Here she is practicing her heddle shed opening technique and doing a great job on a warp that will make enough fabric for two cell phone pouches.

We were in Rockville yesterday and visited the “Ten Thousand Villages” fair trade store. This is going on my to-do list for my  ikat experiments somewhere down the track…

The Ravelry members have been doing some very cool things while I have been on the road but I think I will save those for you to see in another post…unless of course you join group, be part of the fun and inspiration and take a look for yourself.

See you at Maryland Sheep and Wool! There’s a Weavolution meet-up open to all at 12.30 in the Rabbit Barn on both days. Come by and say hello.


  1. I am still in the tool-making stage of backstrap weaving.I do hope you’ll come to Texas again. Most people in the world, even in the United States, have no concept of how big Texas is. Although I live in Texas, I am almost 500 miles from Austin or San Antonio, more than 500 miles from Houston, and about 350 miles from Fort Worth or Dallas. Lubbock, where I live, is a city of about 220,000 people, but very few weavers, spinners or even knitters as far as I know. The social aspect of weaving or knitting is totally foreign to me. Thanks for being willing to share your skills and to shine a light on the collections and skills of other weavers.

    • Hi Kathryn,

      I would love to go back and see other parts of Texas, meet you and other keen backs trap weavers and revisit all the people I met on this trip.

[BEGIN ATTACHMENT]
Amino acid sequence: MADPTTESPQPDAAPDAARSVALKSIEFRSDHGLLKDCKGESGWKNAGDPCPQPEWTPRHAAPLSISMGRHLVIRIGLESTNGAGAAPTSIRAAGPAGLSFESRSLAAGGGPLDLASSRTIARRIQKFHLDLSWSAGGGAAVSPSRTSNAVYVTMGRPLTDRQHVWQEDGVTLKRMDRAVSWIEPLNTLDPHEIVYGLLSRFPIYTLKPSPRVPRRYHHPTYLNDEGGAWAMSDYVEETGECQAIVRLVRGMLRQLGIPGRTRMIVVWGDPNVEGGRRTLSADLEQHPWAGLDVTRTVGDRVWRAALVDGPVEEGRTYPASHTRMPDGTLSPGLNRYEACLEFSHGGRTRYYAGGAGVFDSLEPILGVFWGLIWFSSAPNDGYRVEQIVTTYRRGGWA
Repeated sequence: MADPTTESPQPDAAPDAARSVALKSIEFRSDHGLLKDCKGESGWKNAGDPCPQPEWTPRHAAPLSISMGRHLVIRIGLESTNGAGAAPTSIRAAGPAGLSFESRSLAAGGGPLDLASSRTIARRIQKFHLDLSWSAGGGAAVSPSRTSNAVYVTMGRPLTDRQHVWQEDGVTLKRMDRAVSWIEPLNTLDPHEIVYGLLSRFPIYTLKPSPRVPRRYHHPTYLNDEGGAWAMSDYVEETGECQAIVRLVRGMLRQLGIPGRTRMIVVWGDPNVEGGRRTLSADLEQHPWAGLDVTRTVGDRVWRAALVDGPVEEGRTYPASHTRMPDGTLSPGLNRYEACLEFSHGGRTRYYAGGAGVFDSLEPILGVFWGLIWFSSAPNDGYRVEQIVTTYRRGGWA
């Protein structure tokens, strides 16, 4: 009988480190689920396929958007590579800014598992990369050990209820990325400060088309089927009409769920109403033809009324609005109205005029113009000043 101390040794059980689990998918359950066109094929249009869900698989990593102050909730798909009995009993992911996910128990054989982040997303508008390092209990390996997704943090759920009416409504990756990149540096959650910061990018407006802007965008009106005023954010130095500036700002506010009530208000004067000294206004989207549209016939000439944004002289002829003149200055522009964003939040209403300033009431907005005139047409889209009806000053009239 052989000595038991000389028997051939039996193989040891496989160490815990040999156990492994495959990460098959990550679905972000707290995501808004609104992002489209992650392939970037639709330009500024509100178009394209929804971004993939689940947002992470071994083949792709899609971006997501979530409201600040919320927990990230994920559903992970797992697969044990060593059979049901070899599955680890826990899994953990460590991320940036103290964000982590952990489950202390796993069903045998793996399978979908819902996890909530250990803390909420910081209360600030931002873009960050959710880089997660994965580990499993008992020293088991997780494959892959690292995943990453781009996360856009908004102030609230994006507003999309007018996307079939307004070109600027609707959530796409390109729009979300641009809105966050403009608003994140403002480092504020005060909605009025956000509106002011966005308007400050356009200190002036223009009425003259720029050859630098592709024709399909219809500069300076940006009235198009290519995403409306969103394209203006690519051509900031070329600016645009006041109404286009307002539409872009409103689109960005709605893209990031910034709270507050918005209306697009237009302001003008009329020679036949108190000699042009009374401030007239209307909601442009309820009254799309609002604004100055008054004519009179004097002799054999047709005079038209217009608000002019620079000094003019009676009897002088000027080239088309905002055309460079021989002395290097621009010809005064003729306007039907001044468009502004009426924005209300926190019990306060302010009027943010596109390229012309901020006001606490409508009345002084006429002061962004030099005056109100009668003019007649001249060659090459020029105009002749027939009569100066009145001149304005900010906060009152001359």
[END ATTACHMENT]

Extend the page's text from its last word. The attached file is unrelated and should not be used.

• Laverne, thanks for the encouragement. I do look forward to the time I can begin to weave.

  2. Oh, I wish I could have been there. Great pictures and descriptions!

  3. hello laverene, i would like to say a big thank you for all the help and encouragement you give on your web site i have wanted to do back strap weaving but didn;t know where to start . I have just woven my back strap and have gone on to fine threads now . I have a floor loom and table loom as well but i find this more fun . thank you.

    • Hi Hilary, thanks so much for stopping by to say hi and you are very welcome. I love hearing that people are trying backstrap weaving and enjoying it and making use of the tutorials here.

  4. El pequeño telar rojo es de Chiapas México.

  5. So glad you came to visit! Hope to see you sometime again Laverne!!

    • Yes, it was all too brief, Marie. I hope to be able to come again some time and stay longer.